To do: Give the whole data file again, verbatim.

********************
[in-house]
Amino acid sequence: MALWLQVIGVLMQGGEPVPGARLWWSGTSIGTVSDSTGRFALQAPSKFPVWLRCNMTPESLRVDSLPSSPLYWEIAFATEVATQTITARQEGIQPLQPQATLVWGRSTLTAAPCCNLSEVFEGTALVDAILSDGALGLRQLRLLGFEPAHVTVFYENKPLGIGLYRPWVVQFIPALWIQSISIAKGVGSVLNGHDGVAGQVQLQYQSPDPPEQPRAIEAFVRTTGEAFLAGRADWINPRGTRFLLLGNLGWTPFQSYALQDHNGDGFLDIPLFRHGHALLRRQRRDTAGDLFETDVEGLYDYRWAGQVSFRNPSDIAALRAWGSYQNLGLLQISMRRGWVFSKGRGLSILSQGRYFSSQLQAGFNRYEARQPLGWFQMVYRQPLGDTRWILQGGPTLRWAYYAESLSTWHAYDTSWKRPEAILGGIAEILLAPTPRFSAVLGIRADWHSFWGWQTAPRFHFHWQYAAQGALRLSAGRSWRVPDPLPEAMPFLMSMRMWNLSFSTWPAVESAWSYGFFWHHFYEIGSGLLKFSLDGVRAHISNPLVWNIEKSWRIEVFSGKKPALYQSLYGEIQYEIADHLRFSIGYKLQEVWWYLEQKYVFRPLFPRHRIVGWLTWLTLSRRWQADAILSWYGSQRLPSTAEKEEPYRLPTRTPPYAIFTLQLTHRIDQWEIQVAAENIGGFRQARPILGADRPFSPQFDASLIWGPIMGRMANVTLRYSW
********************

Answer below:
[in-house]
Amino acid sequence: MALWLQVIGVLMQGGEPVPGARLWWSGTSIGTVSDSTGRFALQAPSKFPVWLRCNMTPESLRVDSLPSSPLYWEIAFATEVATQTITARQEGIQPLQPQATLVWGRSTLTAAPCCNLSEVFEGTALVDAILSDGALGLRQLRLLGFEPAHVTVFYENKPLGIGLYRPWVVQFIPALWIQSISIAKGVGSVLNGHDGVAGQVQLQYQSPDPPEQPRAIEAFVRTTGEAFLAGRADWINPRGTRFLLLGNLGWTPFQSYALQDHNGDGFLDIPLFRHGHALLRRQRRDTAGDLFETDVEGLYDYRWAGQVSFRNPSDIAALRAWGSYQNLGLLQISMRRGWVFSKGRGLSILSQGRYFSSQLQAGFNRYEARQPLGWFQMVYRQPLGDTRWILQGGPTLRWAYYAESLSTWHAYDTSWKRPEAILGGIAEILLAPTPRFSAVLGIRADWHSFWGWQTAPRFHFHWQYAAQGALRLSAGRSWRVPDPLPEAMPFLMSMRMWNLSFSTWPAVESAWSYGFFWHHFYEIGSGLLKFSLDGVRAHISNPLVWNIEKSWRIEVFSGKKPALYQSLYGEIQYEIADHLRFSIGYKLQEVWWYLEQKYVFRPLFPRHRIVGWLTWLTLSRRWQADAILSWYGSQRLPSTAEKEEPYRLPTRTPPYAIFTLQLTHRIDQWEIQVAAENIGGFRQARPILGADRPFSPQFDASLIWGPIMGRMANVTLRYSW